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Four Digestive Myths Debunked.

Bubble gum takes years to digest. Smoking alleviates heartburn. Swimming after eating causes cramps. These are just a few myths that have been debunked over time. Don’t let these myths come between you and a healthy digestive system. Here are four other digestive myths you shouldn’t believe.

  1. Nuts Cause Diverticulitis.
    Diverticulitis is a condition characterized by an infection or inflammation in one or more small pockets in the intestine. If you or someone you know has diverticulitis, you might have been told to avoid corn, nuts and seeds. Don’t pass up that bag of popcorn at the movies just yet; this is actually a myth. Researchers find no connection between nut consumption and diverticulitis. In fact, those with diverticulitis should maintain a diet rich in fiber, which includes nutrient-rich nuts and seeds. A low-fiber diet is actually the more probable cause of diverticulitis.

  2. Ulcers are Caused by Stress and Spicy Foods.
    “You’re going to give yourself an ulcer” is a warning many people have heard from a grandma or concerned parent. The truth is that you can’t really give yourself an ulcer. A more likely culprit is a bacterium found in the stomach called Helicobacter pylori, or pain medications like ibuprofen, naproxen and aspirin. Another myth is that spicy foods cause ulcers. But relax, sriracha lovers; while eating spicy foods might make ulcers worse for some people, it doesn’t actually cause them.

  3. Drink Plenty of Water with Meals.
    You might have heard that drinking plenty of fluids with each meal will help with digestion. The truth is that drinking too much water during meals can interfere with necessary, natural levels of stomach acid and bile, slowing the digestive process. Drinking lots of liquids during a meal can also worsen the symptoms of acid reflux. Optimal digestion occurs when you stay hydrated throughout the day and drink water 30 minutes before and after each meal.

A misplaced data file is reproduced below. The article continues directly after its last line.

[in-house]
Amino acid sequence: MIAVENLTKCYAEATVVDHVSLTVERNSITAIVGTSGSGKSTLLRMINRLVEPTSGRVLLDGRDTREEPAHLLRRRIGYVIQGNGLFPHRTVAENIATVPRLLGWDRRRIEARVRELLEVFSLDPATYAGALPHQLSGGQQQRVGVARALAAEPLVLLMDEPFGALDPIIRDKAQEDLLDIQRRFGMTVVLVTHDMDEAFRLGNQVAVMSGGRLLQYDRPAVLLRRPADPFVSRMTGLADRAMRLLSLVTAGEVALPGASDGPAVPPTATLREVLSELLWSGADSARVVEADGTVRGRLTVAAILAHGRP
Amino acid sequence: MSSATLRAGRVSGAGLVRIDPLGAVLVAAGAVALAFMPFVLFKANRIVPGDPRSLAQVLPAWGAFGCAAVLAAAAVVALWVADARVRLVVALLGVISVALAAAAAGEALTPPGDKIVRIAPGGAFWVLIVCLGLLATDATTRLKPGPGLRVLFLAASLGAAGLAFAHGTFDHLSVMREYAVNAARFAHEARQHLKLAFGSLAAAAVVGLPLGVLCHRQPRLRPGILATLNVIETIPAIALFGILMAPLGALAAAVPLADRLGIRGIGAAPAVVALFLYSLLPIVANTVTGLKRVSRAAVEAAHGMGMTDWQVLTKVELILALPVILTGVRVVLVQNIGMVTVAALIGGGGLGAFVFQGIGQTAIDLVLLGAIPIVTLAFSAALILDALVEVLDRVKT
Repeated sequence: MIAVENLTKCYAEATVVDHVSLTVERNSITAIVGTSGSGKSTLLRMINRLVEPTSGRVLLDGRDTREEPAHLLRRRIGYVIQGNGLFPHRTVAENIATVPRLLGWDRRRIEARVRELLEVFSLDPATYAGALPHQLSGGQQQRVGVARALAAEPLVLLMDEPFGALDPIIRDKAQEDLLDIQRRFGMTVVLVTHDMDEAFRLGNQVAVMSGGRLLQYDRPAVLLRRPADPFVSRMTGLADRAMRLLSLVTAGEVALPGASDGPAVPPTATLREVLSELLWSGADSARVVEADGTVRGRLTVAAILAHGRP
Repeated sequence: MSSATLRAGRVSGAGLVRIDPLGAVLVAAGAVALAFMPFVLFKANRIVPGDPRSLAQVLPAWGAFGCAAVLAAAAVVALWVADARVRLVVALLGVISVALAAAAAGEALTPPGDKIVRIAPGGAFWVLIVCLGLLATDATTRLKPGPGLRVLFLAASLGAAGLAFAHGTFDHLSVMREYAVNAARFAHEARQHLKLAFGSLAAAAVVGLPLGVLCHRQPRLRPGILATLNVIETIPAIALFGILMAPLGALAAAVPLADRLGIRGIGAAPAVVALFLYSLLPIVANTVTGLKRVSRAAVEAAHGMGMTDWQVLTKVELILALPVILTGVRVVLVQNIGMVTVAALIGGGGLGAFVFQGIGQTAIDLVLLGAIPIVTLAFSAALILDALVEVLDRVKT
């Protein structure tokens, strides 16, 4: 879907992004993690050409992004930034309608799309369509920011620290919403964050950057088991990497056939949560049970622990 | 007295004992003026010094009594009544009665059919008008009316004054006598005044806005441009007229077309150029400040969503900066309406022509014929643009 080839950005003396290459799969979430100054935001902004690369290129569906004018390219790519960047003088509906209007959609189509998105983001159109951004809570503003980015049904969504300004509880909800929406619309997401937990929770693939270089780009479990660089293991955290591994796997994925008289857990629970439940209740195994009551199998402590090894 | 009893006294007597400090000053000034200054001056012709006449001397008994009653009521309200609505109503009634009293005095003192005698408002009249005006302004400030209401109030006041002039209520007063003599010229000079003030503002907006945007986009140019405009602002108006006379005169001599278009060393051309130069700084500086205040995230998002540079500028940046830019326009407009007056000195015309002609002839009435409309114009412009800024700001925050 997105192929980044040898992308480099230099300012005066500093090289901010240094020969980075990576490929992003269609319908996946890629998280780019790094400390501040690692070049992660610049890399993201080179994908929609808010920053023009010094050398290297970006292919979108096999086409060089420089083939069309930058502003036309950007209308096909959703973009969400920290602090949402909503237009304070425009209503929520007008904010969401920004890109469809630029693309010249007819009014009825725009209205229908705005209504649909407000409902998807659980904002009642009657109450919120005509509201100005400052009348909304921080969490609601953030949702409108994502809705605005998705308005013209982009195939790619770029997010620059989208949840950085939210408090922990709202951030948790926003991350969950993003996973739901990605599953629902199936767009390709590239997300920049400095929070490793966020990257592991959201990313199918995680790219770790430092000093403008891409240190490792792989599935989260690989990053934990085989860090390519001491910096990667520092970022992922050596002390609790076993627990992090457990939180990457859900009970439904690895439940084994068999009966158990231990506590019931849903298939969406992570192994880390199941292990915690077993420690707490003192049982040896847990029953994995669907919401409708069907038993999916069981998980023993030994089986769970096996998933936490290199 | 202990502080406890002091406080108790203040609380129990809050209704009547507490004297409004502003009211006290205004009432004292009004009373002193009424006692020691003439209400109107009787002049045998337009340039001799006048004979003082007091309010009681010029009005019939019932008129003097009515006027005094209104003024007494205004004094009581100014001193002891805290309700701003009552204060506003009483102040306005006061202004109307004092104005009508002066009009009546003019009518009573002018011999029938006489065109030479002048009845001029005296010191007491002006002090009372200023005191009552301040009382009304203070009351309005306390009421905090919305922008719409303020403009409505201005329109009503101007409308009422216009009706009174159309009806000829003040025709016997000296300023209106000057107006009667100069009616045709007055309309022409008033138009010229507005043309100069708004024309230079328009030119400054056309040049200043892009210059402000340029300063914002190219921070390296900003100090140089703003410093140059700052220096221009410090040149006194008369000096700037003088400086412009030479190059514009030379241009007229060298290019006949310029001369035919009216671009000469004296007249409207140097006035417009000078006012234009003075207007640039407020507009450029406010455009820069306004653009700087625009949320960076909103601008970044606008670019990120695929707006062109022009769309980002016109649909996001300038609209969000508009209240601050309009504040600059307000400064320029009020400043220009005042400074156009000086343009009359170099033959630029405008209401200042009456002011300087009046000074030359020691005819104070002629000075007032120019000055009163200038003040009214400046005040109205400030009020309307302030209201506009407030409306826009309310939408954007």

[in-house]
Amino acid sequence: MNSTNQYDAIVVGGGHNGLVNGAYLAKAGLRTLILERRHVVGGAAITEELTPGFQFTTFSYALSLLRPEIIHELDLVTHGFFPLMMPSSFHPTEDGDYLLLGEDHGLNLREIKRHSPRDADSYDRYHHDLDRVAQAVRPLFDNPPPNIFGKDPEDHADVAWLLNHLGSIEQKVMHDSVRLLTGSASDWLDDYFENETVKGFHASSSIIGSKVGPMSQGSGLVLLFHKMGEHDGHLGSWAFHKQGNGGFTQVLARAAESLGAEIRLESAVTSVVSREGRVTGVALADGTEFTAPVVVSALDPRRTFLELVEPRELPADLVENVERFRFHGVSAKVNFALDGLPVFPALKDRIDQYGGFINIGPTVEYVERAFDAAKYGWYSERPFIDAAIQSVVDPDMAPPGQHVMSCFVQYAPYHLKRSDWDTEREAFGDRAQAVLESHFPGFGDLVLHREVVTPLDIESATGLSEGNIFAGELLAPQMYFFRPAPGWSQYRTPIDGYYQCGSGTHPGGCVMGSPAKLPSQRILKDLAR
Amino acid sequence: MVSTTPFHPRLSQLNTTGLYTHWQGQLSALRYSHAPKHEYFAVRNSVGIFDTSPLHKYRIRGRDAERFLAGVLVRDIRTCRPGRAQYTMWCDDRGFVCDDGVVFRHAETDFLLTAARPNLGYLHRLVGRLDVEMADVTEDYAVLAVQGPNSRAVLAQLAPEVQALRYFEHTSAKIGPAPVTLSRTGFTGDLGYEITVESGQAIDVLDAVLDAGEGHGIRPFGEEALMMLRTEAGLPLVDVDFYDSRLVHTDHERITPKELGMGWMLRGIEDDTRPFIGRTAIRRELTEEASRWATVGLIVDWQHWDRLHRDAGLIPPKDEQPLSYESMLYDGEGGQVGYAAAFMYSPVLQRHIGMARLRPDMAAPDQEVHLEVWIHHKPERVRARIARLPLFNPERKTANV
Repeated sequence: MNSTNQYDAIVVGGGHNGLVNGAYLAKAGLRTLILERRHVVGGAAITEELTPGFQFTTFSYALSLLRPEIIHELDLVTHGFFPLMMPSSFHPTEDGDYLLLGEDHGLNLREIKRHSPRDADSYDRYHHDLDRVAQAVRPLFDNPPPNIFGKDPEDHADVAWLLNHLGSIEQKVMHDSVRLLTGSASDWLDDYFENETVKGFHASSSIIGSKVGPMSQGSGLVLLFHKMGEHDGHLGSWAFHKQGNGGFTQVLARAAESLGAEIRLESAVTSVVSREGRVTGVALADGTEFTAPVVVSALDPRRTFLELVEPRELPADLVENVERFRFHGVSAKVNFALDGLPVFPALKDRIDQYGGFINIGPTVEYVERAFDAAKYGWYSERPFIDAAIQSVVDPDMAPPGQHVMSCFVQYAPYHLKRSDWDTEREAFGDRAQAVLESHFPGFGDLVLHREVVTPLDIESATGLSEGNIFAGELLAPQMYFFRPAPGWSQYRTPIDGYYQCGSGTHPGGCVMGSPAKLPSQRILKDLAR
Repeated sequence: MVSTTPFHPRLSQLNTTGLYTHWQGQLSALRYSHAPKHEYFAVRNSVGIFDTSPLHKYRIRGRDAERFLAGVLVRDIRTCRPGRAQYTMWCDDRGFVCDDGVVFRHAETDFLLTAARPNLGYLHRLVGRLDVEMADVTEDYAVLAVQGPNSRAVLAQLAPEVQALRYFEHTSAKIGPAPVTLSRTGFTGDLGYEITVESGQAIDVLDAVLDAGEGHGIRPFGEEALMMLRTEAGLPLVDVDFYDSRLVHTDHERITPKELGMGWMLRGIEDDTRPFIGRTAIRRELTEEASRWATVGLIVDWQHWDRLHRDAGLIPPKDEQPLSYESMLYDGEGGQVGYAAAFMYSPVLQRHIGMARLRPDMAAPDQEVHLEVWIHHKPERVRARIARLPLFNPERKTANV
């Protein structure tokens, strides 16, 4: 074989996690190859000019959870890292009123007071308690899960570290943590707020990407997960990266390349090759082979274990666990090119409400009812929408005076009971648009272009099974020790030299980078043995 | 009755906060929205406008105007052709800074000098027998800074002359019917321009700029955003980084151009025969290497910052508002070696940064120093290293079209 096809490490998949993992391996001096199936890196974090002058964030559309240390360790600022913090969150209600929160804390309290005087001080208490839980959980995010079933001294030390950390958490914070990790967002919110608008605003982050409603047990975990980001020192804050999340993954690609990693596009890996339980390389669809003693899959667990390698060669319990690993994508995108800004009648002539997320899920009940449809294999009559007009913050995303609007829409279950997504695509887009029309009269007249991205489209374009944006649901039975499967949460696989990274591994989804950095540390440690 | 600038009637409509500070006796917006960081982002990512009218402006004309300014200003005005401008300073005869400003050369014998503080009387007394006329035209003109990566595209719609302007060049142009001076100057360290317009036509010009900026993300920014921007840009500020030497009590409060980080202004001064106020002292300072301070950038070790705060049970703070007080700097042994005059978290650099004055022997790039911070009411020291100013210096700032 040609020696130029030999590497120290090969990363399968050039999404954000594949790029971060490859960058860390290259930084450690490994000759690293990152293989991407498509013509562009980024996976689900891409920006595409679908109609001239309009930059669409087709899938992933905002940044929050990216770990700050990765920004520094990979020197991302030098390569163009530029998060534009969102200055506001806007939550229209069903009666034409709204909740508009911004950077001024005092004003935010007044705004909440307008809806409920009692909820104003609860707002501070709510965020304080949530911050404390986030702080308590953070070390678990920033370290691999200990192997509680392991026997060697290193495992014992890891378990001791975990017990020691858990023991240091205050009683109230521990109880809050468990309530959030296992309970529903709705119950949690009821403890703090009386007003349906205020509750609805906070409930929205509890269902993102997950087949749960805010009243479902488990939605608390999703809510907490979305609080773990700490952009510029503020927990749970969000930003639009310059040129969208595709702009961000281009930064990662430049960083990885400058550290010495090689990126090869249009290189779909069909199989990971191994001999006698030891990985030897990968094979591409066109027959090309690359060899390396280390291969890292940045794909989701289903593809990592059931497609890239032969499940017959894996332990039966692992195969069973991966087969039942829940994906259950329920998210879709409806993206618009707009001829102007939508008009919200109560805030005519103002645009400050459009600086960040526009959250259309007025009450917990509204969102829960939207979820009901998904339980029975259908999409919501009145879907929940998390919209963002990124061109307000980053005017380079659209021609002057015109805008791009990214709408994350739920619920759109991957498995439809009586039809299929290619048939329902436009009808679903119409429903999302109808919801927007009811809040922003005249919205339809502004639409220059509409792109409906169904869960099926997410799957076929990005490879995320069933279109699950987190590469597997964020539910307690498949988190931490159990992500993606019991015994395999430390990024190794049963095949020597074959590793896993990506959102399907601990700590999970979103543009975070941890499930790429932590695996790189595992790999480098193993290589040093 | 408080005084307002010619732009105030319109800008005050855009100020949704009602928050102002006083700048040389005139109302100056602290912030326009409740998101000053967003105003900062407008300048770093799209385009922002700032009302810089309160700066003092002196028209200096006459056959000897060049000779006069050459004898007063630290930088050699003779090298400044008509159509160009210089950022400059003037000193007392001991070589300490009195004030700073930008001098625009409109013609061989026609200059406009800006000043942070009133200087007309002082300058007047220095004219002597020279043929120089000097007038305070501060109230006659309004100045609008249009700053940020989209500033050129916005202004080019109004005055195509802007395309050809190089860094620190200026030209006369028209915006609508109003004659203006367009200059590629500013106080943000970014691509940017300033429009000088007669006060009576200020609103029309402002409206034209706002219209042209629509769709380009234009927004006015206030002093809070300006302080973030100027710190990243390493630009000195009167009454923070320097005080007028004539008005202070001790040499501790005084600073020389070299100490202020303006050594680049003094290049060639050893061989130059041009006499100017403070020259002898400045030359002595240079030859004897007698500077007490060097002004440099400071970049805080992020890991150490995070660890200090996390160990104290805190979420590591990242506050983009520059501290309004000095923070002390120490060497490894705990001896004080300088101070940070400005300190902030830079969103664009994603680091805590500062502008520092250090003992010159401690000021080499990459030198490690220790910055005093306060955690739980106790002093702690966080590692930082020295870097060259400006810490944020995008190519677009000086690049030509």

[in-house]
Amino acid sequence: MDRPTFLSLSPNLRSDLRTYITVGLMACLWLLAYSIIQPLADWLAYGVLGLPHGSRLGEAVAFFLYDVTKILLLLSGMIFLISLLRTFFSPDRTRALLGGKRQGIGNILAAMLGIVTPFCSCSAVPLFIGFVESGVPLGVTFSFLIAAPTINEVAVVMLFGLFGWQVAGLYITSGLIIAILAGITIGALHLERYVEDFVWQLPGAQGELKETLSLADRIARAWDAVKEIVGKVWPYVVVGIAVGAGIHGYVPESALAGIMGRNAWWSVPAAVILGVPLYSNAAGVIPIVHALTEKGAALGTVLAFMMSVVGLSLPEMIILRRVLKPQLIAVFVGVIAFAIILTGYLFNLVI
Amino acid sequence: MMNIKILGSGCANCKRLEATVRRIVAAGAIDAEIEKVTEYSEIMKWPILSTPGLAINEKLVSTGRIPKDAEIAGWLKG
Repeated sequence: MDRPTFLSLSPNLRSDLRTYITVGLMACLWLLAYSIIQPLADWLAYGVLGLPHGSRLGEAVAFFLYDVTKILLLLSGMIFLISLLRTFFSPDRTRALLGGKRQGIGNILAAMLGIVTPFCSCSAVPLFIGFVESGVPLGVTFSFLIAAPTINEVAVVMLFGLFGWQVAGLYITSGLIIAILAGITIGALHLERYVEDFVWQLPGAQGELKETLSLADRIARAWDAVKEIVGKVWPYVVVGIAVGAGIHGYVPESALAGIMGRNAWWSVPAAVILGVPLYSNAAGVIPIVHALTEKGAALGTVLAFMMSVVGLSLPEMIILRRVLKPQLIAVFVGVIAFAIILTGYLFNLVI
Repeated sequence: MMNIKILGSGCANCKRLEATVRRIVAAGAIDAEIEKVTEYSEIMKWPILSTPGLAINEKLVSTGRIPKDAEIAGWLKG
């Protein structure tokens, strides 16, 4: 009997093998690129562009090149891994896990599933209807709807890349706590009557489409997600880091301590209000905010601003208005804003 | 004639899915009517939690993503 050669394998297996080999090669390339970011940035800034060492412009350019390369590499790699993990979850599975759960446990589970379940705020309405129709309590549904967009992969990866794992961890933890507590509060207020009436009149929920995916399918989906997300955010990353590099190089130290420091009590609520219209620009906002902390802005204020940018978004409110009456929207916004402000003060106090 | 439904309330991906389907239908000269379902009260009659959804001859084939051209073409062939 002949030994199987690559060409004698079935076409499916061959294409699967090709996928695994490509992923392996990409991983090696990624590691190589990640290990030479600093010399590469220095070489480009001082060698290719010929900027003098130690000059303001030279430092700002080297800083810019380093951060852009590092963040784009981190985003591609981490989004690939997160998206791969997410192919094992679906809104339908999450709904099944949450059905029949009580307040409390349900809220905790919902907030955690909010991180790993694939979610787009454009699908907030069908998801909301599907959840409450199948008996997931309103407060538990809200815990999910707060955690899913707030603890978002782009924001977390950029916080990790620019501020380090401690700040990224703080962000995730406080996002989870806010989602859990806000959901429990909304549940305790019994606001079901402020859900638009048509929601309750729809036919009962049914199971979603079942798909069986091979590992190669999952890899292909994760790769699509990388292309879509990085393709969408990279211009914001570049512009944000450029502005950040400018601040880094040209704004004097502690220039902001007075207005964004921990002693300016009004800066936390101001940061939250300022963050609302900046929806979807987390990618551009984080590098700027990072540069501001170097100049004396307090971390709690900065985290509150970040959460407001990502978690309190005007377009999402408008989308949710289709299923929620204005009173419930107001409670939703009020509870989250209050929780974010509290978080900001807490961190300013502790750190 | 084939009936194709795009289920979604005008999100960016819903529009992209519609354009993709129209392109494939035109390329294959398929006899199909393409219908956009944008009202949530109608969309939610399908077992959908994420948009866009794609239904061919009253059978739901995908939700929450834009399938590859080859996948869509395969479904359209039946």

4. Meat Stays in Your Stomach Longer than Vegetables.
    A lot of people would agree that eating a steak for dinner feels a little heavier on the stomach than a chef salad or veggie plate. Eating foods high in fat does slow the digestive process, but it actually takes the same amount of time for our stomachs to digest meat and vegetables. All foods from a meal – both meat and vegetables – complete the digestion process and leave the body at about the same time, usually within three days.

Always ask your doctor if you have other digestion practices or facts you think could be myths. The best prescription is to debunk them right away for optimal digestive health.

Dr. James C. Strobel MD
Gastroenterology of Southern Indiana

Dr. Strobel joined GSI in July of 1997. He received his undergraduate degree from Indiana University in Bloomington, and his medical degree from Indiana University in Indianapolis. Following this, Dr. Strobel completed his residency in Internal Medicine, and after three years of additional training, completed his fellowship in Gastroenterology at Duke University in Durham, North Carolina. Dr. Strobel is board certified in both Internal Medicine and Gastroenterology.

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